Saturday, July 3, 2010

Opponent Color

AN OPTICAL ILLUSION: Stare at the white X for about a minute, then look at the black X below.

US flag - opponent colors

Engineers, when they want to precisely measure something, will often measure the difference of output signals between two separate sensors. This is often done with pressure; for example, one pressure gauge will be at the bottom of river, and another will be nearby in the air, the difference between these pressure measurements is proportional to the water level in the river. This differential measurement eliminates the atmospheric pressure, which is an irrelevant factor.

Human color vision seems to operate using this kind of differential measure. While both cameras and the human eye have various kinds of sensors, some more sensitive to red, others green, and some others to blue light, the eye likely responds to differences in levels between the various kinds, whereas the camera merely records the direct red, green, and blue levels.

The optical illusion above illustrates a number of factors:
  1. The afterimage shows that the eye has either a kind of persistence of vision, fatigue, or some other process that modifies our perception of color for a while after we look at something. This is by no means a well-understood process controlled by a generally-accepted theory, so plenty of research can still be fruitfully done. The phenomenon seen here can be intensified with those who suffer from migraine headaches.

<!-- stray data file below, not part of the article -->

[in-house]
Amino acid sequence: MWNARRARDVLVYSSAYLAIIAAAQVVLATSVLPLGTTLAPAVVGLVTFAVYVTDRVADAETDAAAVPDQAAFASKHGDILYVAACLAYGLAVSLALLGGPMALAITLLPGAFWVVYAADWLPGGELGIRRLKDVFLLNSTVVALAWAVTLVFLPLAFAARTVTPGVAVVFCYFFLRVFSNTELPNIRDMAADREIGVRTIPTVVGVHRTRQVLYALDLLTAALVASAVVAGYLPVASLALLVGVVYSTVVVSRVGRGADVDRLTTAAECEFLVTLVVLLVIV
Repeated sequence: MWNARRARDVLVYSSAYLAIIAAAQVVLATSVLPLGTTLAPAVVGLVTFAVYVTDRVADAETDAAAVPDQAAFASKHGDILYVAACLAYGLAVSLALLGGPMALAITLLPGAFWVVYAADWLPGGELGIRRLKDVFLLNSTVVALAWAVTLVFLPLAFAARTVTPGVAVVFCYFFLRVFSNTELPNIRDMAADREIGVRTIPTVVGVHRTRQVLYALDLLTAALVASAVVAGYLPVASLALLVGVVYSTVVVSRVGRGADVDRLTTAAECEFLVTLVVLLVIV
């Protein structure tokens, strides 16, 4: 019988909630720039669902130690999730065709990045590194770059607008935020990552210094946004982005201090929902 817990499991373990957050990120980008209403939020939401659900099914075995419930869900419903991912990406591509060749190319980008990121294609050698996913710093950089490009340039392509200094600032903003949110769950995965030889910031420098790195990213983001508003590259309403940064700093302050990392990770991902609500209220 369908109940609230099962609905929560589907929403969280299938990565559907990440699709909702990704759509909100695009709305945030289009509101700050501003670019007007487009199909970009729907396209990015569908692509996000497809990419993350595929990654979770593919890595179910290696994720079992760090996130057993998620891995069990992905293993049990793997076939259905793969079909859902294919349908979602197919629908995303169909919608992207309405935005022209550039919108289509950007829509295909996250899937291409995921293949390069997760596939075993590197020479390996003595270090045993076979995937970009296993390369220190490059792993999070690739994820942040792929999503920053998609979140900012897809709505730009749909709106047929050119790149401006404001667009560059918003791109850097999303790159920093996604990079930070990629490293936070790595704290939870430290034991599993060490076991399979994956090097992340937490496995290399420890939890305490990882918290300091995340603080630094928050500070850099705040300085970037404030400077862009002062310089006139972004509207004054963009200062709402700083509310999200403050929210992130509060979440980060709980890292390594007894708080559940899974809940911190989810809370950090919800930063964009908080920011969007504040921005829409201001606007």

2. This illustrates the opponent process theory of color vision. The cyan, black, and yellow flag briefly turns into an afterimage of red, white, and blue. Opponent colors are those that cancel each other out — such as yellow and blue — and do not mix into an intermediate color. In the afterimage, we see the opponent colors of the original hues. The phenomenon of opponent colors derives from the differential measurement of color. I suspect that the optical illusion we see above is due to the eye's automatic white balance: when the general lighting in a room changes in color, the eye partially or even entirely adjusts to that color, allowing us to still accurately identify colors. Perhaps when we stare at the reverse-image flag, our eyes adjust the white balance: and when we look away, that old white balance persists for a short period, generating the illusion. Digital cameras also have an automatic white balance, which often do a very poor job; film cameras need to have special color film for each lighting condition — or filters over the lens — in order to deliver good white balance.
  3. The opponent of red is cyan. Many authorities still state that green is the opposite to red, but that is likely not true. The various historical theories of color often conflict, and artists' color wheels, which ought to model the opponent color process, are often inconsistent. These older theories differ in their definition of the primary and secondary colors. Newer research indicates that the primary opponent relationships are red versus cyan, green versus magenta, and blue versus yellow.
  4. It is the Forth of July weekend: may my American readers enjoy a happy Independence Day!

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